Schmidt points to data that show that CO2 emissions from U.S. coal-fired power plants are about 7 percent of the world total.
“Given that increases in CO2 are roughly 2ppmv/year, a 7% cut in emissions would indeed be measurable in pretty short order (though obviously would not be sufficient to stabilise concentrations),” Schmidt wrote.
Hayhoe also responded with a lengthy answer, reprinted in full below the fold. In a nutshell, Hayoe said, “[I]t is an apples and oranges comparison that makes no sense. …Weight is completely irrelevant. All we care about is the percentage of the increase in CO2 above natural levels for which the US is responsible, which is 30%.”
And so there you have it: Burka reprinted a bunch of garbage.
But the most revealing remark of all comes in a comment Burka posted on his blog. In responding to a reader criticizing him for calling cap-and-trade “ideological,” Burka wrote:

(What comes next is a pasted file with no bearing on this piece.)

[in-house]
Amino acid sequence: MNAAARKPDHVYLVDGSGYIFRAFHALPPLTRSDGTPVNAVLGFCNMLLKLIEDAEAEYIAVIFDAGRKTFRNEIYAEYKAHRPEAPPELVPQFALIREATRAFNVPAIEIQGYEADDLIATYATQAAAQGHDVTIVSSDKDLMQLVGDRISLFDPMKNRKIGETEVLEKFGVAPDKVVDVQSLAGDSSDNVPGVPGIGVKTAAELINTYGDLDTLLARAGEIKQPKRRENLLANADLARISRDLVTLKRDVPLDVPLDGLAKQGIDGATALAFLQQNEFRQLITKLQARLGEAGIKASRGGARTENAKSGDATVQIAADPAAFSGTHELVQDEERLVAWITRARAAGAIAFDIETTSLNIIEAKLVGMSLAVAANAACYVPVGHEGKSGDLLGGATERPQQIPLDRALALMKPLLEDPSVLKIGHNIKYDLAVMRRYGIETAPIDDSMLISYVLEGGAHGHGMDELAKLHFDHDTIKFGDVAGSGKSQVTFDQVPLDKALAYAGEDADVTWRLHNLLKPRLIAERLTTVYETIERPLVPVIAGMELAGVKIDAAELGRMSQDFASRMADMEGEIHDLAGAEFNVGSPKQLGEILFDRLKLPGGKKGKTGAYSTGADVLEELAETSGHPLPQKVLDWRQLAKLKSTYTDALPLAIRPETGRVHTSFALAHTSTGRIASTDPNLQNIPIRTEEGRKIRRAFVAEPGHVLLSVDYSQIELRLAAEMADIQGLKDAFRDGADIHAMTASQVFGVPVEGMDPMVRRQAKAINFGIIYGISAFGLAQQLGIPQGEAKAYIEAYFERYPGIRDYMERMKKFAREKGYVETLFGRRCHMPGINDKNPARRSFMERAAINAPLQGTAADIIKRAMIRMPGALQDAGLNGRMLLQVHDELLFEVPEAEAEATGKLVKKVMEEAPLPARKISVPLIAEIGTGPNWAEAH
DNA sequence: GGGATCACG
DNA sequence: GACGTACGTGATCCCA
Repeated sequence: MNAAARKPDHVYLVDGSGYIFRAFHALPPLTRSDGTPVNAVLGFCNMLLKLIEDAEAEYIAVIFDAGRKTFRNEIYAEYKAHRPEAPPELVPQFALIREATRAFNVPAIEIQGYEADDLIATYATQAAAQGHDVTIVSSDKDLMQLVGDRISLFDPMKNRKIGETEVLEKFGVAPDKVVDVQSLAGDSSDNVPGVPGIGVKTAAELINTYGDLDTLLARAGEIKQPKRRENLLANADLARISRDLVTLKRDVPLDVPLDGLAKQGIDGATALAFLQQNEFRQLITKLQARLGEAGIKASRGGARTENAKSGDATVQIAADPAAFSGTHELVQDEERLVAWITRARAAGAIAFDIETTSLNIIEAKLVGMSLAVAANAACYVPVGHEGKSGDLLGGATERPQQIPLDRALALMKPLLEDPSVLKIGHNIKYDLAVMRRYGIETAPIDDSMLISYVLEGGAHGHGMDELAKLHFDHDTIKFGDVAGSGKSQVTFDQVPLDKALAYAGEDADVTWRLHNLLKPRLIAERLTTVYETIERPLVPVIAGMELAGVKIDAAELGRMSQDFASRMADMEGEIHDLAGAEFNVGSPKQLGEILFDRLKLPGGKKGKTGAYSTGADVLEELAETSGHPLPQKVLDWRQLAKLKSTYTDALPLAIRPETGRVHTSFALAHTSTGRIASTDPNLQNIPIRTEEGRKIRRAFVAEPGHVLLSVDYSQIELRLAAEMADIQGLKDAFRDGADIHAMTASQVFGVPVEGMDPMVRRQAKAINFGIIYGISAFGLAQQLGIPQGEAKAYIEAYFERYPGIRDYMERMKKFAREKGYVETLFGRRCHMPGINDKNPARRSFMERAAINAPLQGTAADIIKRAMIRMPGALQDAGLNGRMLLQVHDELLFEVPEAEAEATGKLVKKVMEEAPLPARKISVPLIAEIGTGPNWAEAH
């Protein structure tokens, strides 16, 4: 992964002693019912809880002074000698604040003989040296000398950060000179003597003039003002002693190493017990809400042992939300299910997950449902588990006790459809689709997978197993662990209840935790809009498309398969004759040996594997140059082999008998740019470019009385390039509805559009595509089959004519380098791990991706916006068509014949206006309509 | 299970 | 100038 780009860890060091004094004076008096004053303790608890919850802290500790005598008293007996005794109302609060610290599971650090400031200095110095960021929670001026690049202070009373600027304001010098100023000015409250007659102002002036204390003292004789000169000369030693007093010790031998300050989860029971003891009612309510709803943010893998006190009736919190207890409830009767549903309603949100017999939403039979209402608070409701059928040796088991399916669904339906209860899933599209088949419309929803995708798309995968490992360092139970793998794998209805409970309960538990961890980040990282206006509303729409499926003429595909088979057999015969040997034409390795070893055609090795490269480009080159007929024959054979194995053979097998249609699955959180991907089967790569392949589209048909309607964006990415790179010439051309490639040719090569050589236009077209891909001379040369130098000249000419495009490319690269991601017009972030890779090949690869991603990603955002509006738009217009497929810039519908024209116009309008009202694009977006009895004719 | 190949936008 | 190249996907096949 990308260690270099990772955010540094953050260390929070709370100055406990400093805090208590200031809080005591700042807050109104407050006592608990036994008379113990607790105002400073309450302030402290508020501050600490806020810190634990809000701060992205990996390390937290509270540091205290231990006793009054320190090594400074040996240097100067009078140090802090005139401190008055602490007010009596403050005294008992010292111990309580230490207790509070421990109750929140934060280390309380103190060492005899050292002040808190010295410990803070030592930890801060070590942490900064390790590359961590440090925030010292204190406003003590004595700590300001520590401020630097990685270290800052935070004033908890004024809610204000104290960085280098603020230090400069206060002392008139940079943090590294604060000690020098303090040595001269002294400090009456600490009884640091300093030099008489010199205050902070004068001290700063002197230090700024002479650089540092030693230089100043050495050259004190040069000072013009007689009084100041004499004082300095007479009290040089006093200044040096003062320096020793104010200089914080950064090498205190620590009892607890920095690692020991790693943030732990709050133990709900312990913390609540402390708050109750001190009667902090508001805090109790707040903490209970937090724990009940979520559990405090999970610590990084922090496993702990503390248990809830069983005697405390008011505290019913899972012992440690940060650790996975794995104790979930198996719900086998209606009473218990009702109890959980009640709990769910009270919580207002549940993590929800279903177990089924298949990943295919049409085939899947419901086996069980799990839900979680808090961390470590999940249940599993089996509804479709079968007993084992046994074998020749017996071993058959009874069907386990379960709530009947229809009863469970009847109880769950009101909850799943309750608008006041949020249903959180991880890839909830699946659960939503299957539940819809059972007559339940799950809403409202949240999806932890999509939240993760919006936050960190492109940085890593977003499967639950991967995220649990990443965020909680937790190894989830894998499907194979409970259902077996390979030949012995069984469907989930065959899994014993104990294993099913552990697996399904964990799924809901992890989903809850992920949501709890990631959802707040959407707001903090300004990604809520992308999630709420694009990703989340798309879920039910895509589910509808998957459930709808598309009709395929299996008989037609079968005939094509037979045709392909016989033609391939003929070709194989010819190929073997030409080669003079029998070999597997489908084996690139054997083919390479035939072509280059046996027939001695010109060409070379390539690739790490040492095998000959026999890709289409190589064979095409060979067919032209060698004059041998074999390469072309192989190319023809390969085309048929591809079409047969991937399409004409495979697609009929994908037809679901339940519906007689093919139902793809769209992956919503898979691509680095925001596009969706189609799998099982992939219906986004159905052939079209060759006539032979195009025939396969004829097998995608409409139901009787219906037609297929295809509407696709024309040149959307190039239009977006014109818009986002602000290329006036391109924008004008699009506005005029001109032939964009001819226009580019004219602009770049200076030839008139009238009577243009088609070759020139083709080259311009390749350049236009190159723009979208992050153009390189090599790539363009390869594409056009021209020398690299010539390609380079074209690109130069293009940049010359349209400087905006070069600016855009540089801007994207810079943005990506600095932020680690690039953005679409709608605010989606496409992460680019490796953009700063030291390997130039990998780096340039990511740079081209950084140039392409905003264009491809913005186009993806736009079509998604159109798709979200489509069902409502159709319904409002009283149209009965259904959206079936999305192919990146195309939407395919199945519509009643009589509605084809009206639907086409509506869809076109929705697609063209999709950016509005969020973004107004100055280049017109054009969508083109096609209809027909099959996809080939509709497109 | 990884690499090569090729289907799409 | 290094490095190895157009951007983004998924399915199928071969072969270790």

Oh, let’s not weep tears for the planet. It can get along fine without climate change legislation, which is based upon controversial science. (See my column in the November issue of Texas Monthly.) And while health care costs are a serious concern, climate change legislation would be a far greater burden on the economy than health care currently is.
And so you see, Paul Burka has swallowed the skeptic argument hook, line and sinker: Climate change isn’t a grave threat to the planet; doing something about it is! And, um, the science is “controversial.”
For a story on new coal-fired power plants in Texas that’s coming out in the next issue, I talked to several Texas climate scientists. One thing I asked them is what they think about Texas elected officials’ understanding of climate change.
“The political leadership has no clue,” Gerald North, a professor of atmospheric science at Texas A&M, told me. “They are in total denial. The governor and TCEQ and all these people are in total denial.” It’s no surprise then that Paul Burka, who often perfectly reflects the conventional wisdom of the state’s political elite, doesn’t have a clue either.